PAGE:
May 01, 2013

Mother’s Drug Use Contributed to Child’s Neglect

The views expressed herein have not been approved by the House of Delegates or the Board of Governors of the American Bar Association, and accordingly, should not be construed as representing the policy of the American Bar Association.

In re MC, 2013 WL 1490665 (Wyo.).

Trial court properly found there was a nexus between mother’s substance abuse and neglect of her children in dependency case because mother’s marijuana use was shown to contribute to the conditions in the home including the presence of animal feces, bloody rags, rotten food from dumpsters, a lack of heating, and her child being high in school.

Children came to the attention of the court for neglect after the youngest, age 12 reported he was high from smoking marijuana the night before. He claimed he and his brother had smoked their mother’s marijuana. Based on this report, law enforcement searched the home and found the drug and paraphernalia as described. Mother was arrested, jailed briefly and released on bond. 

At the shelter hearing, the parties agreed to return the children to the mother provided she clean her home, allow regular visits by the agency, and submit to drug tests.

Before the adjudication hearing, the mother’s attorney sought to dismiss or strike witnesses due to failure of the agency to comply with discovery rules regarding a witness list and a negative drug test. There was some apparent delay or miscommunication between the agency and the county attorney regarding the drug test. There was disagreement about when the attorney knew of the negative drug test. The juvenile court denied the motion to dismiss or strike. 

At the adjudication hearing the court heard testimony of a sheriff’s deputy. He reported that the home contained pill bottles scattered around, bloodied bandages on the floor, marijuana and paraphernalia accessible to the children, animal feces on the floor, rotting food obtained from dumpsters, and that the older brother’s room was not heated and had leaking water. 

An agency probation officer testified that the mother told her she would not quit getting high even if her family was broken up. The older brother testified that his mother smoked marijuana often; when she did she would stay in her room playing video games and watching television, and she would be "on edge." He confirmed that his room was often freezing, he could often see his breath at night, and that his mother would not use the central heat because she did not have filters for it. An agency social worker testified that she had seven or 10 urinalyses, all but one of which was positive for marijuana.

The mother testified that she did not smoke marijuana around her children. She stated she had not smoked in 60 days, but believed she was still positive because of her weight and lack of regular hydration. She said she was in an addiction recovery program through church. She believed her teenaged children were old enough to clean up after themselves. She disagreed with her son’s testimony regarding the use of central heat. She also testified about the numerous behavior problems she had with her older son.

The juvenile court found the children were neglected. It found that the conditions in the home were unsanitary and the mother’s marijuana use was contributing to health and safety risks for the children. Moving to disposition, it ordered the children to remain in the home under agency supervision. The mother appealed.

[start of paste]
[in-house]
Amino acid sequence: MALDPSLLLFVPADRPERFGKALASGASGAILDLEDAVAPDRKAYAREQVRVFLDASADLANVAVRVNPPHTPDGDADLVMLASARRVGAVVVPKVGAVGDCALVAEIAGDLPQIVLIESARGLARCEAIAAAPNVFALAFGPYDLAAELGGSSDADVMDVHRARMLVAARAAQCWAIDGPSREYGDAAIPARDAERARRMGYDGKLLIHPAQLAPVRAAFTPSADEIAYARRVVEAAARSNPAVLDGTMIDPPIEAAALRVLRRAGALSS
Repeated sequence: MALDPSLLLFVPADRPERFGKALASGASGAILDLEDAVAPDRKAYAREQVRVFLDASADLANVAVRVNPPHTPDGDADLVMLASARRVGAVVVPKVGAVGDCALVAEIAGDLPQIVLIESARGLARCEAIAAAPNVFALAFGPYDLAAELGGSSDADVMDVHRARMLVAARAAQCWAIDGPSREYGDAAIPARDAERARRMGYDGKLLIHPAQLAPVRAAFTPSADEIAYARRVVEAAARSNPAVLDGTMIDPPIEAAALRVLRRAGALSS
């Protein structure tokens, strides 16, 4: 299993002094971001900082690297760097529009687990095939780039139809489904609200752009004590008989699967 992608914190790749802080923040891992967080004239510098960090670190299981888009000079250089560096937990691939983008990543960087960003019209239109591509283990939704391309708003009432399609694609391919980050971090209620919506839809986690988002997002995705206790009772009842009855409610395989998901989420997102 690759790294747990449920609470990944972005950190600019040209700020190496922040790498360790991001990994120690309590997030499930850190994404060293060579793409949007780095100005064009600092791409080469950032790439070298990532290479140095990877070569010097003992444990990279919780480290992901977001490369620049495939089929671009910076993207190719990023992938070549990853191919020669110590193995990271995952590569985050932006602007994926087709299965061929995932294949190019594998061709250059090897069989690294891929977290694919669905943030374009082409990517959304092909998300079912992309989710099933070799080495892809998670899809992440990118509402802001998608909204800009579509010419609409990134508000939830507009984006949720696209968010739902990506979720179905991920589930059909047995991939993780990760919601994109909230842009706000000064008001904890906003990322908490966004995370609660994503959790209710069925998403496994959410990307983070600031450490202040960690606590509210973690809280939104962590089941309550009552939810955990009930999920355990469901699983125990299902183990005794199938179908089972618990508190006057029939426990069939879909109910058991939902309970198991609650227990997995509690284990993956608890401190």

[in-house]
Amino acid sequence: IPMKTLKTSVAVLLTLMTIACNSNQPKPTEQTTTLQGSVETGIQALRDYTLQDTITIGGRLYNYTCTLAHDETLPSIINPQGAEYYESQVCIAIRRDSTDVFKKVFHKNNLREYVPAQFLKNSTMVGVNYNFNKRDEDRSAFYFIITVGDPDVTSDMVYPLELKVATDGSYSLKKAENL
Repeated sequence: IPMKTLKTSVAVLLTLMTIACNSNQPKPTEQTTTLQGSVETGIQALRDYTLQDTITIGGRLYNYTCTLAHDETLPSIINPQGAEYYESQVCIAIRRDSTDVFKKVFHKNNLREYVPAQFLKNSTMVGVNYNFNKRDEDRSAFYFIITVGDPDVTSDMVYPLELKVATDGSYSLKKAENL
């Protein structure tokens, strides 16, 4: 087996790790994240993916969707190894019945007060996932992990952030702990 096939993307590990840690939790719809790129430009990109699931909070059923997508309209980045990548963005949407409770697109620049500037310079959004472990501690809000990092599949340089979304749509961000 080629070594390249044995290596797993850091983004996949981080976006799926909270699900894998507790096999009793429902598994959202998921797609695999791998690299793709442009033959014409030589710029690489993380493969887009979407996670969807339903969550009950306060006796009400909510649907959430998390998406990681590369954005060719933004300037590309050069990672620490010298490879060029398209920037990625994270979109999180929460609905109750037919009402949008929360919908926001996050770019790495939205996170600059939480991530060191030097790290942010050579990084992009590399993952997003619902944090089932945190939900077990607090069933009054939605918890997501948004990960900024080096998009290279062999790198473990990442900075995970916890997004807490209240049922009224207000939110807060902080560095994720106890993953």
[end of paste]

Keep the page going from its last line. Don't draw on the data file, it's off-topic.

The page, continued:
The Wyoming Supreme Court affirmed. The court first addressed the discovery issues. The mother argued on appeal that the discovery failures violated her due process. Mother correctly noted that juvenile court rules contained a self-executing discovery provision. The state was required to provide a witness list and notice of exculpatory information 30 days after the petition. 

The supreme court found the record showed no valid reason for the state’s failure to provide a witness list. Whether or not the negative drug test was in fact exculpatory, and even came under the court rule, was a closer question. Arguably, it contradicted the son’s testimony, though given mother’s theory of why she had positive tests, it did not necessarily help her case.

The supreme court noted that the mother’s attorney sought only the remedies of striking witnesses or dismissal, both of which would have potentially led to the same result. She did not offer other options such as requesting a recess or continuance, which might have been appropriate to further develop a defense. Rather, the mother’s attorney was still able to conduct expert cross-examination despite not having a witness list, including that she apparently had detailed factual knowledge of the case at her disposal. 

Dismissal, or effective dismissal, is a drastic remedy, the court noted. In a neglect case that remedy for a discovery violation could result in children being harmed. Given the above, the court found the juvenile court did not abuse its discretion in not granting these drastic remedies. Whether other remedies such as continuances would have been warranted, was not addressed by the trial court. 

As to the sufficiency of the evidence of neglect, the court noted that unsanitary home cases should be held to the standard of a serious health or safety risk, not merely what a general person in the community might find unpleasant. Here, however, the trial court did not err in concluding the home was unsafe given the numerous issues presented. 

Also, regarding the mother’s use of marijuana, the facts in the record were distinguishable from a case where a parent uses an illegal drug away from their child. The mother’s open use led to her son’s use and likely contributed to other problems in the home.